Tony Wong, a project management blackbelt, enumerates some practical points on individual procutivity. This article wonders how well these apply to software development and contrasts his list with that of other lists.
The importance of feedback in Agile development is paramount. Feedback is built into every aspect of the methodology ranging from unit tests, continuous integration, daily standup, retrospectives to end of sprint demos. In-spite of all this, are there still some feedback loops which remain incomplete?
Several members of the Agile community emphasize the importance of feedback loops in the effectiveness of Agile development processes.
This is the first in a series of discussions looking at factors that enable teams to be successful. This post reports on a recent Wired magazine article that looks at the creative process in use at Pixar Animation Studios and how their process encourages team formation, long-term relationships and trust in a “safe to fail” environment.
Kanban workshops, courses and conferences are springing up, and practicing Agilists are investigating what this method, adapted from Lean, offers their teams. Attractive benefits are cited, from revealing bottlenecks to happy teams experiencing more "flow". But thought leaders warn that Kanban's laid back approach is "kryptonite" to Scrum's call to resolve impediments immediately.
Traditional management models don't tell leaders how to support their Agile teams without undermining their emerging self-organisation. Allusions to musical performance and "conducting the orchestra" abound - but not all are in agreement. Is the "conductor" model a good practice or an anti-pattern? In his TED talk, conductor Itay Talman shows that it may depend on what we think a conductor does.
Although it's widely accepted that diversity leads to innovation and performance, visible leadership in the IT community often doesn't represent the diversity of the community itself. What can be done to increase diversity in the leadership of our high-tech communities? One suggestion is to actively help a more diverse group to get their talks accepted at conferences.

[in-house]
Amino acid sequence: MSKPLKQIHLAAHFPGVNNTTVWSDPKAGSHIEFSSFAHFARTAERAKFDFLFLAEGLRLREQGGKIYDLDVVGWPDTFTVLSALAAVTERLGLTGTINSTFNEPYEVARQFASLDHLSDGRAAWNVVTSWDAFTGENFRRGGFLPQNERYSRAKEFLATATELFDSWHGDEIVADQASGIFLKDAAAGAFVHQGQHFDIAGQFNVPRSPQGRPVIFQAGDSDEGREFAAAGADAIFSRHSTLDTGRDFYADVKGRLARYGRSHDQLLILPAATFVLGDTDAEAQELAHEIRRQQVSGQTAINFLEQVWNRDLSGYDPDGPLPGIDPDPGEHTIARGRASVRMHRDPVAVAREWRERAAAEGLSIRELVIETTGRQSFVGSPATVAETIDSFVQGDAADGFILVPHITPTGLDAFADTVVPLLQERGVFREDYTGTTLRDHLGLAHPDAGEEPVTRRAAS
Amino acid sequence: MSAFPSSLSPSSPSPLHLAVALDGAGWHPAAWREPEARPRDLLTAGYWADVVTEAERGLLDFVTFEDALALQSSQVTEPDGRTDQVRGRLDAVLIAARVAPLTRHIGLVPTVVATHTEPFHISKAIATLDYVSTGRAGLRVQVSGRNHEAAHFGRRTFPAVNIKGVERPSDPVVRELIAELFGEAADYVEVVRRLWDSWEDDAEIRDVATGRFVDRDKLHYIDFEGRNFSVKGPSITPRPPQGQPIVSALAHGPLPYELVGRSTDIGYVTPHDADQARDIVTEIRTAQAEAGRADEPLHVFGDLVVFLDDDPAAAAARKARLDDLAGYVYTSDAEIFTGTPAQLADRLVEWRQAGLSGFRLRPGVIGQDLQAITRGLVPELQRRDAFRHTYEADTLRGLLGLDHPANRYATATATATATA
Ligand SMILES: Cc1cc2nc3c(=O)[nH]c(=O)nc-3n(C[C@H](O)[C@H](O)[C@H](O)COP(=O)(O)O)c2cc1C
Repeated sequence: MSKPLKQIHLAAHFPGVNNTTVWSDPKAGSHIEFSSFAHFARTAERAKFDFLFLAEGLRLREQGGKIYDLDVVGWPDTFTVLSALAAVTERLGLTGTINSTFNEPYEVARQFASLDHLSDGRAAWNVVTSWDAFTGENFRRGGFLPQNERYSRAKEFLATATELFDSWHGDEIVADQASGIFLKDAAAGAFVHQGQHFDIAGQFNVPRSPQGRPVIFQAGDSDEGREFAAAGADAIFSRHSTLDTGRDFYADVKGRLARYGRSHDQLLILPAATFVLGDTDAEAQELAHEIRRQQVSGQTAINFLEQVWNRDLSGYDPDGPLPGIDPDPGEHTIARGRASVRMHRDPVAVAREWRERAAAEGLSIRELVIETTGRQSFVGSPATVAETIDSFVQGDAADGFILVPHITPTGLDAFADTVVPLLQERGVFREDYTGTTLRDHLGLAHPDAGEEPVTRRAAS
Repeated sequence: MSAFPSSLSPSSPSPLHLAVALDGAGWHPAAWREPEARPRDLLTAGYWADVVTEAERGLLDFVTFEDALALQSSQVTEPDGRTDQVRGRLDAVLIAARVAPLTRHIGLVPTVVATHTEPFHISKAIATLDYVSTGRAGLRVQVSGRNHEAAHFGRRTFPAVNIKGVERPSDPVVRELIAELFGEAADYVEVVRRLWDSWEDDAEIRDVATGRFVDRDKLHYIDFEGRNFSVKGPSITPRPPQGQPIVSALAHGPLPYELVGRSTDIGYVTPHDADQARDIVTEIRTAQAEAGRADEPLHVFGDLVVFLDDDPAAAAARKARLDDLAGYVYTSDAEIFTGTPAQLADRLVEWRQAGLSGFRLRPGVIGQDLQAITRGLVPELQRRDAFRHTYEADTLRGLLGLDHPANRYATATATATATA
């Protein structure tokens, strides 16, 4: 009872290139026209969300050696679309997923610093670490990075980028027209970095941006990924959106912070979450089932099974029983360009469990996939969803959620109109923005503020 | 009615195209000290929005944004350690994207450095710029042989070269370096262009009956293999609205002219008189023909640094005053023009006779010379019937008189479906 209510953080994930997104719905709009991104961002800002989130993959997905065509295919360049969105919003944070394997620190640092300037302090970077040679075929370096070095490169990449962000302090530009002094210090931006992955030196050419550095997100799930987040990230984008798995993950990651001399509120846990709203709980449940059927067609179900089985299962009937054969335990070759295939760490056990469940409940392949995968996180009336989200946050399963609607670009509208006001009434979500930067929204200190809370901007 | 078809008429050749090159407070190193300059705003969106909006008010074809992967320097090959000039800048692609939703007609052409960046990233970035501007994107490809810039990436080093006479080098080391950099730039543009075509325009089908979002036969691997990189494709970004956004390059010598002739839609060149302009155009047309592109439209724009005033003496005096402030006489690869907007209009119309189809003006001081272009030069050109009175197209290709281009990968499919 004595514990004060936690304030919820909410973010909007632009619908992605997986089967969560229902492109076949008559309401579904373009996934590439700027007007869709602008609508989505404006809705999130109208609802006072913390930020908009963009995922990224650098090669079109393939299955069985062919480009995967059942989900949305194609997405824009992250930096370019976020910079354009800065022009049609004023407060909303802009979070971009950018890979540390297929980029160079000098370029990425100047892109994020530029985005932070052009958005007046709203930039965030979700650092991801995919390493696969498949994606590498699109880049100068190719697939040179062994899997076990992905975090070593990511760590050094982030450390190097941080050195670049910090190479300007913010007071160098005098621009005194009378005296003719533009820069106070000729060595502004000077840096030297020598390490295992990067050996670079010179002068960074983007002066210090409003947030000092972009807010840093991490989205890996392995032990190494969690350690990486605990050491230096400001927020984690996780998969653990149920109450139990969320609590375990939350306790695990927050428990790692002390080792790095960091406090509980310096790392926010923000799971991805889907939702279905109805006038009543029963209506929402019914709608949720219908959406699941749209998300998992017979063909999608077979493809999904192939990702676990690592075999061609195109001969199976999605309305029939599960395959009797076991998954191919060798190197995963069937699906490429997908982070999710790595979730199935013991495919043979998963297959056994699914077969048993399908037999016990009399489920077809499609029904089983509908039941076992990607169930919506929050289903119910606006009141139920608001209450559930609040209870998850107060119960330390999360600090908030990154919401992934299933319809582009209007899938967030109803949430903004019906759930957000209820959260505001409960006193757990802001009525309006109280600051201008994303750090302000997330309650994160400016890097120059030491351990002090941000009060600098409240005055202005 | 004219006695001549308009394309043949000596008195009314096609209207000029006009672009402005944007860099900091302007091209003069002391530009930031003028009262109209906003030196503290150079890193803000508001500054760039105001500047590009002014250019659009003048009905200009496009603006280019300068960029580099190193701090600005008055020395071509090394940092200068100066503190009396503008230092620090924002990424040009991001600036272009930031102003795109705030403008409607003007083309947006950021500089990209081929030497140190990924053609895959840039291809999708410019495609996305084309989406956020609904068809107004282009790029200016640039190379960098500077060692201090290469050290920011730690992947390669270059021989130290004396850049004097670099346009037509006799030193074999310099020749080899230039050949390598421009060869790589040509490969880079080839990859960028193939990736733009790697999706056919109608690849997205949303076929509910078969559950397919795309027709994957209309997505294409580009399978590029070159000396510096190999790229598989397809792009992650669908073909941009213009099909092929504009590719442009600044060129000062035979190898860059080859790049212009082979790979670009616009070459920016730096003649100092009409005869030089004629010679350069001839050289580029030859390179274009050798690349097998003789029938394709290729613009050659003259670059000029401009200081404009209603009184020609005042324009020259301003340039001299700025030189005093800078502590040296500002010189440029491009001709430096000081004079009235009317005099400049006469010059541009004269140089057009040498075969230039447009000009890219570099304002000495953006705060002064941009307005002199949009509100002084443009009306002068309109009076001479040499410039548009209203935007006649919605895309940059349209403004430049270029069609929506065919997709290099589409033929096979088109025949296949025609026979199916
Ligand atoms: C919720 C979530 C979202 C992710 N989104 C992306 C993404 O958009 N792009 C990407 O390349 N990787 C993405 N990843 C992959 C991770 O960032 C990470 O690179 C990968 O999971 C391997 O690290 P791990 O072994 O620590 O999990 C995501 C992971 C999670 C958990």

Feedback is a situation in which an output from an event of the past has a potential relevance in the future. Agile places a lot of importance on soliciting and providing feedback with every step in order to build a quality product. On the other hand Feedforward is, to give someone suggestions for the future and provide help in terms of future direction.
On Monday at the first day of Agile 2009 Liz Keogh ran a workshop and Effective Feedback.
40 years after the NATO Conference on Software Engineering, Tom DeMarco paused to reflect on the discipline's evolution, wondering whether the metrics orientation he championed has distracted from the real point of computing: "transformation, creating software that changes the world." Is his earlier advice valid, though? "No", he said, in Software Engineering: An Idea Whose Time Has Come and Gone?
Recently the Scrum Alliance asked a number of user groups to sign a licensing agreement. This turned out be to a big public relations mistake in the Scrum Community. In cleaning from this mistake the Scrum Alliance issued a new policy, hired Cory Foy as Community Organizer and promised to listen to feedback in the future. Will this be succesful?
Today a Scrum User Group closed shop, in response to a Scrum Alliance request "to sign ... a licensing document for a logo they created for Orlando Scrum users group." Community reaction varies widely. Despite clarification from the SA's managing director, it is unclear what, if anything, this trademark application will mean for existing groups.
Looking back at the year that is coming to its conclusion, we wanted to have a retrospective and find out which were the most read news and exclusive content items during 2008. We compiled a list containing top 5 news for each community and top 3 exclusive content items for each type: articles, interviews and presentations. This list considers the number of unique readers for each news.
James Shore has declared agile to be in decline. He cites the many teams doing 'sprints' and stand-up meetings, without adopting any of the technical practices necessary to produce high-quality software over the long-haul. In his estimation, this has led to thousands of Scrum teams doing agile so poorly that they will almost certainly fail, and possibly take the agile movement with them.
In this presentation filmed during Agile 2008, Jim McCarthy talks about 11 commitments team members should adhere to if they want to achieve a state of shared vision. Such a state empowers a team to reach their full potential and ultimately attain greatness.